- Posted on 10 May 2016
Friends of Search 2016: The State of Digital
With over 20 keynote speakers and a sold out event, the 2016 edition of Friends of Search was bigger than ever. The sociable foyer and the two halls at the industrial Kromhouthal in Amsterdam were packed with search professionals from all over the world.
Selling Content Marketing by adding expected value
More often than not, metrics are being sold as results. Not only in Content Marketing, but overall in Search. Many online marketers are thrilled with these metrics, but they don’t sell your ideas. Especially when you deal with managers or a board of directors. Wil Reynolds, Founder and Director of Digital Strategy at SEER Interactive, elaborates: “What doesn’t connect to revenue, doesn’t get funded.” Tools can help you to calculate the expected revenue of your campaigns.
Content is getting more personal
In the past, many brands created heaps of content to improve their SEO. Nowadays content is there to answer questions of your target group or to intensify your brand identity. This ‘always relevant’ content is called evergreen content. Lauren Pope from Brilliant Noise stresses the importance for brands being present during the entire customer journey. Preferably with multichannel content that connects with the needs and habits of your audience at the moment of their decision making process. That way, your brand connects to the customer online.
Stacey Macnaught from Techmark adds that, since 2011, Content Marketers use data to make strong content. This data can be: a survey (for own customers or executed by a research agency), owned data (for example review data or Web Analytics data) or the use of the freedom of information act of government institutions. Stories are more likely to be told, not just numbers and figures. Good data, a compelling story and a linkable asset are key to getting great coverage and links while still being creative. The compelling story usually comes with a human, relatable or humorous aspect.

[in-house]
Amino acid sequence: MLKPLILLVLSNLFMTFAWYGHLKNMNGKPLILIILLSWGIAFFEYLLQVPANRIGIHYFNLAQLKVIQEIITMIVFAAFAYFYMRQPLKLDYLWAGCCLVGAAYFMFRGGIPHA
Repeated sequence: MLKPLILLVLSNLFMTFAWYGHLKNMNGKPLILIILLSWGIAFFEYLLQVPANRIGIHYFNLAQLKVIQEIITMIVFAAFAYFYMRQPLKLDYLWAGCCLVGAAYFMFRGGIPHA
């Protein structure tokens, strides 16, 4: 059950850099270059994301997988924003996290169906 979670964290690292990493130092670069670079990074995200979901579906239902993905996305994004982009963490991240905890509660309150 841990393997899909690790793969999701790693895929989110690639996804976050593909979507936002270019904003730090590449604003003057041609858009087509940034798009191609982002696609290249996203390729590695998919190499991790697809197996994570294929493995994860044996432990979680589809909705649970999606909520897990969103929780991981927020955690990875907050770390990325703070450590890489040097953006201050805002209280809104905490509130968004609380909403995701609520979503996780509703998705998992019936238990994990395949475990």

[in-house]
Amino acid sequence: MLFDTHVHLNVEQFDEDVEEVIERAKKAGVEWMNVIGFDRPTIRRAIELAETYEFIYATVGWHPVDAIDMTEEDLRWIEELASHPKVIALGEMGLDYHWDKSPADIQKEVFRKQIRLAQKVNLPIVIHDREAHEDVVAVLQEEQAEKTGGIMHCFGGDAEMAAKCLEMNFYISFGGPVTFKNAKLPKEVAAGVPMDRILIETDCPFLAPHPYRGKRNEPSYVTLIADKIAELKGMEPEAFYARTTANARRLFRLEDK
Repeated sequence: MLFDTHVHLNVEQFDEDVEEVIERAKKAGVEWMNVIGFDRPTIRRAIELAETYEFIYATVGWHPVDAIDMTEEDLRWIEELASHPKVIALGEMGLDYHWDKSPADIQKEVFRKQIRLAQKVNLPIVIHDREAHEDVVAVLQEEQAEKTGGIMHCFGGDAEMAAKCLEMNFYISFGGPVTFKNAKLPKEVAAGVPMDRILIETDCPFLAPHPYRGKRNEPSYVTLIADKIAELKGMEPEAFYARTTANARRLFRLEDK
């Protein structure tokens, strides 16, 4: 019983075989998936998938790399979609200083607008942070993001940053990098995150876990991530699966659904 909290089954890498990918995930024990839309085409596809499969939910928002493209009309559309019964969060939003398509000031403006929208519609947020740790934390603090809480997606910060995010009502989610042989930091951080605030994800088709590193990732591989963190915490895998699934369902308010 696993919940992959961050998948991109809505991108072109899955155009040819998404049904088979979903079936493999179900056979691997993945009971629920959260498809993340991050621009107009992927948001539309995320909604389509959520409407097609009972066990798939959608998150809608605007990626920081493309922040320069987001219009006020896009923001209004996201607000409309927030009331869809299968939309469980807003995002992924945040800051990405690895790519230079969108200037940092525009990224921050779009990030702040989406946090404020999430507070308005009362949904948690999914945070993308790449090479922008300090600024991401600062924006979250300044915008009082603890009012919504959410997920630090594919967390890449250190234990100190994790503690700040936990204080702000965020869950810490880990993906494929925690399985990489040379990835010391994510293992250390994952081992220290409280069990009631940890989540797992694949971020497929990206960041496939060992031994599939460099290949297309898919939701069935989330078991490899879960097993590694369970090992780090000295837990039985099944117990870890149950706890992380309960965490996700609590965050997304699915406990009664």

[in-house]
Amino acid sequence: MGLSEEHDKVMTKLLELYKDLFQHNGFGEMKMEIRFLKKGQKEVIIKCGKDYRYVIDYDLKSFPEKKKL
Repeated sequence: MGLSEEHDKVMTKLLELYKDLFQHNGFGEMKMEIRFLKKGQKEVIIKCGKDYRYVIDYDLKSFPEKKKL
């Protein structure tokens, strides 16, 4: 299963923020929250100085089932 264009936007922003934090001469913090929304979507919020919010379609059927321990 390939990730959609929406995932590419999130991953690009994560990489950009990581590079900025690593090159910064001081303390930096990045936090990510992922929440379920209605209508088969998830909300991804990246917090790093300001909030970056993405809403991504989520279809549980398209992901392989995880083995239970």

Improving Quality Score
A remarkable story during Friends of Search came from Joris Verwater (Vergelijk.nl). We all want to keep our Quality Scores as high as possible, but Verwater told us something new. At Vergelijk.nl, a Dutch comparison website, they made three adjustments to raise their Quality Scores: firstly, they improved landing pages, next, they adjusted the account structure, and lastly, they deleted all keywords without any impressions. We thought that the last adjustment was especially interesting. This adjustment seemed to have the most effect for Vergelijk.nl. Keywords with a low Quality Score have a negative effect on the other keywords in the same ad groups. According to Google, keywords do not influence other keywords’ Quality Scores, but for Vergelijk.nl, this appeared to be the case.
We don’t go online, we live online
According to Karen Carbonez (Google), we are online 24/7: on our laptops, tablets, and smartphones. That’s exactly what’s interesting, as because of this we can see where people are at a given moment. When you have that knowledge, you can combine online and offline data. That is what Google’s new feature ‘Store Visits’ (beta) does: this feature uses store location, Wi-Fi signals, and location history. In this way, all data is available to measure if people who have seen a shop’s ad, are going to the physical store within a certain period as well.
A multi-screen, multi-channel world
Another useful feature of Google is Dynamic Search Advertising (DSA). In this multi-screen, multi-channel world we live in, it is a challenge to stay relevant. Therefore, it is important to respond to the demand in a relevant way. Through DSA you can create simpler and more transparent ads, targeted on a part of a URL, and therefore you can target people in a more specific way. That saves time and creates more efficient ads.
Combine social media with search engines
According to Larry Kim (Wordstream), it’s very interesting to combine your social media ads with search engine ads. Brendan Almach and Ciaran Murphy (Wolfgang Digital) also agree with this. They support targeting people who have reached a website via Facebook, through RLSA’s (Remarketing Lists for Search Ads) on Google Search. RLSA’s create awareness with website visitors. Additionally, it increases interest with Facebook traffic. Almach and Murphy also argue that those who have bought a product before are more likely to take action through RLSA’s. Finally, it creates loyalty among returning visitors.
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